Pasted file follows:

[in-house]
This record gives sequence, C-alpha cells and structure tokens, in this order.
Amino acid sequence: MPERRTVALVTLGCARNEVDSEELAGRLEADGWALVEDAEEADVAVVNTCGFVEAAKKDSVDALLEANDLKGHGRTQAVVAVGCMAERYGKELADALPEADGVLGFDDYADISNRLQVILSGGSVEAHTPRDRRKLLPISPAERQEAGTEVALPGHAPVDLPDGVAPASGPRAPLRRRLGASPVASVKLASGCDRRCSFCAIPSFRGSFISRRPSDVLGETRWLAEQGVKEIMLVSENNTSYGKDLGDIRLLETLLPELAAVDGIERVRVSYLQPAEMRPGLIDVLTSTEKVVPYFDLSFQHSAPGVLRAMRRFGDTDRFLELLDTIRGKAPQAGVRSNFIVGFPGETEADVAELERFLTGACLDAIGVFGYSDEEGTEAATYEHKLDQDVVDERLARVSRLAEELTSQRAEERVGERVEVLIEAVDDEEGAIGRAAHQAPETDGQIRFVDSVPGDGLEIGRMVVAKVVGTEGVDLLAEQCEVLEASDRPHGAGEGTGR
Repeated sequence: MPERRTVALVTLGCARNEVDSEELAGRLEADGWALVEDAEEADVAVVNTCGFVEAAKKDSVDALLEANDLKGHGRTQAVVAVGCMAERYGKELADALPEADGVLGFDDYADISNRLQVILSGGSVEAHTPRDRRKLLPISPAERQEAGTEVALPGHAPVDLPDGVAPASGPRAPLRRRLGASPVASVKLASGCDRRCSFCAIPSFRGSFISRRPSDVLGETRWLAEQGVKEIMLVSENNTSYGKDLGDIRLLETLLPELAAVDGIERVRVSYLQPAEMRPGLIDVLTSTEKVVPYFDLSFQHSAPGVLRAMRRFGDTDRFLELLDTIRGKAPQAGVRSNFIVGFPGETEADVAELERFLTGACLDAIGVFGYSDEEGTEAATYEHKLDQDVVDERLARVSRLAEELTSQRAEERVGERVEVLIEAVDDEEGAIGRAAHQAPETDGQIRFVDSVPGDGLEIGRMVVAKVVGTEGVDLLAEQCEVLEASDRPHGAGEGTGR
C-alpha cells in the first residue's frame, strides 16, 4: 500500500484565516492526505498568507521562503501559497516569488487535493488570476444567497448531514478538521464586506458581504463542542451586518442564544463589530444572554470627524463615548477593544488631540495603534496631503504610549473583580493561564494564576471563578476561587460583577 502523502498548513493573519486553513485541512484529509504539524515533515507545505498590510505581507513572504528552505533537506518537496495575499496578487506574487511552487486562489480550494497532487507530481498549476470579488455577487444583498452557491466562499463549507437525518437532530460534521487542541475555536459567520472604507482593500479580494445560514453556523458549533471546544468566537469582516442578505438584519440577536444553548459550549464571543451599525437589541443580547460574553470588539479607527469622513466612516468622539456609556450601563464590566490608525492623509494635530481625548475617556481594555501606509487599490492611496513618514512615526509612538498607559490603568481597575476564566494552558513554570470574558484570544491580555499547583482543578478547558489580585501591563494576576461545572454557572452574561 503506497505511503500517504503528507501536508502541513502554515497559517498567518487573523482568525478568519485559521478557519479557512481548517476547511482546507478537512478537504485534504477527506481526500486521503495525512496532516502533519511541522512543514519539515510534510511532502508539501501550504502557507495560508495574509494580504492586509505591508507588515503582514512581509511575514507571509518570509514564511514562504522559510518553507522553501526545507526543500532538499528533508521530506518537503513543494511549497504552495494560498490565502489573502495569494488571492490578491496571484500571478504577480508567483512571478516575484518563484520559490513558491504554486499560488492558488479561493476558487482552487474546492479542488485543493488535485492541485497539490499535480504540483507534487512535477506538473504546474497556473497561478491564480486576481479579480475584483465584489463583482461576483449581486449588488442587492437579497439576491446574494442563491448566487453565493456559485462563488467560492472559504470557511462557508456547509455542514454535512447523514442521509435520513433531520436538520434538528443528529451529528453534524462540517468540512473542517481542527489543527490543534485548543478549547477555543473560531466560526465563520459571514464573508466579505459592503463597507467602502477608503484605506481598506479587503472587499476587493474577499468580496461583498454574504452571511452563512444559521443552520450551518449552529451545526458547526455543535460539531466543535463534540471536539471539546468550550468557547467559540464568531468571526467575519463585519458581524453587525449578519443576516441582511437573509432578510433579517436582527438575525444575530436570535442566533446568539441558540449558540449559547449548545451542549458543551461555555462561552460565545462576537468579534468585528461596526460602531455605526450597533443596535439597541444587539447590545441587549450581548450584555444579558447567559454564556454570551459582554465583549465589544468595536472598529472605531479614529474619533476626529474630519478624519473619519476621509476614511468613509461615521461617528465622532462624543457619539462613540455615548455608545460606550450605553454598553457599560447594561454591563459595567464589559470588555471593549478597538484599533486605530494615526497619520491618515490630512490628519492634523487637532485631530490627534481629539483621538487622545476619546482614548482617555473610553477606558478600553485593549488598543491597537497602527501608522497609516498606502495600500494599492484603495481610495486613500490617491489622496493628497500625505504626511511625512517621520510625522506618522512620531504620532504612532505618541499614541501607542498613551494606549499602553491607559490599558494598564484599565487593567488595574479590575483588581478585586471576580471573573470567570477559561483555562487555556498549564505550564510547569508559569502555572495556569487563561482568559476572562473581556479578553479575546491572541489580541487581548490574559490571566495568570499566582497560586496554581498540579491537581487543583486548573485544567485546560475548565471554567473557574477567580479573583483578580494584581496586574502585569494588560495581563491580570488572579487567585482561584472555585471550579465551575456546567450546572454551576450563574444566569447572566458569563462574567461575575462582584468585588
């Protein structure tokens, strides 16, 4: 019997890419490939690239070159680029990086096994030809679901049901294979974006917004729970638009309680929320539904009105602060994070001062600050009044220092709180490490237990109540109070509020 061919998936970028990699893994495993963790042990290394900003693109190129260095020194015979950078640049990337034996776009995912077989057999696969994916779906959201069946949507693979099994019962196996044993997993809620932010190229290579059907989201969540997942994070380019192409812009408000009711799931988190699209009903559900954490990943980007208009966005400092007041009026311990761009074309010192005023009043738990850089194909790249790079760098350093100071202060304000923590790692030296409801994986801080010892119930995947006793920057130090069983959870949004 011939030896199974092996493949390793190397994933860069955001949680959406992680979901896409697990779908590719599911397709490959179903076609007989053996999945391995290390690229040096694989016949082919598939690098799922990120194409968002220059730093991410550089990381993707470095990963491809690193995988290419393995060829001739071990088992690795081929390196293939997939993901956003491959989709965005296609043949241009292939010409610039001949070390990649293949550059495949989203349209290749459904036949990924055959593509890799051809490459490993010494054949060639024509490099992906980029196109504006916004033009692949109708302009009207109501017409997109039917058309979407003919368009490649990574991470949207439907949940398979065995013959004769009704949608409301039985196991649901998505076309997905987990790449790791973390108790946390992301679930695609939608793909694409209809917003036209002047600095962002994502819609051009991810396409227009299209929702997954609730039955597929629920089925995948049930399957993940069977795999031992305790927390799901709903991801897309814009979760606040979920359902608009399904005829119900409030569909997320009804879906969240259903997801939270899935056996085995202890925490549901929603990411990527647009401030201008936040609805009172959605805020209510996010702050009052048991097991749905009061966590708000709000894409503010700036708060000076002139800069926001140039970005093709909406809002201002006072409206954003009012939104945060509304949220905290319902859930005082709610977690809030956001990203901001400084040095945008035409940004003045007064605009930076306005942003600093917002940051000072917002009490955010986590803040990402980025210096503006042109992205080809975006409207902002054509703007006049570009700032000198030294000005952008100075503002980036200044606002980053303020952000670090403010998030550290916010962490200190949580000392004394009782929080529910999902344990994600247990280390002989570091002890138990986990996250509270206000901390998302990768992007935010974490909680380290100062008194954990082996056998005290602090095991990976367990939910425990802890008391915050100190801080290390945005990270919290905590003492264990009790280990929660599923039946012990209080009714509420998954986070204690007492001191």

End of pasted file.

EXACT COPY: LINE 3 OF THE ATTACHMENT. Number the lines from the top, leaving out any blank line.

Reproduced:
Amino acid sequence: MPERRTVALVTLGCARNEVDSEELAGRLEADGWALVEDAEEADVAVVNTCGFVEAAKKDSVDALLEANDLKGHGRTQAVVAVGCMAERYGKELADALPEADGVLGFDDYADISNRLQVILSGGSVEAHTPRDRRKLLPISPAERQEAGTEVALPGHAPVDLPDGVAPASGPRAPLRRRLGASPVASVKLASGCDRRCSFCAIPSFRGSFISRRPSDVLGETRWLAEQGVKEIMLVSENNTSYGKDLGDIRLLETLLPELAAVDGIERVRVSYLQPAEMRPGLIDVLTSTEKVVPYFDLSFQHSAPGVLRAMRRFGDTDRFLELLDTIRGKAPQAGVRSNFIVGFPGETEADVAELERFLTGACLDAIGVFGYSDEEGTEAATYEHKLDQDVVDERLARVSRLAEELTSQRAEERVGERVEVLIEAVDDEEGAIGRAAHQAPETDGQIRFVDSVPGDGLEIGRMVVAKVVGTEGVDLLAEQCEVLEASDRPHGAGEGTGR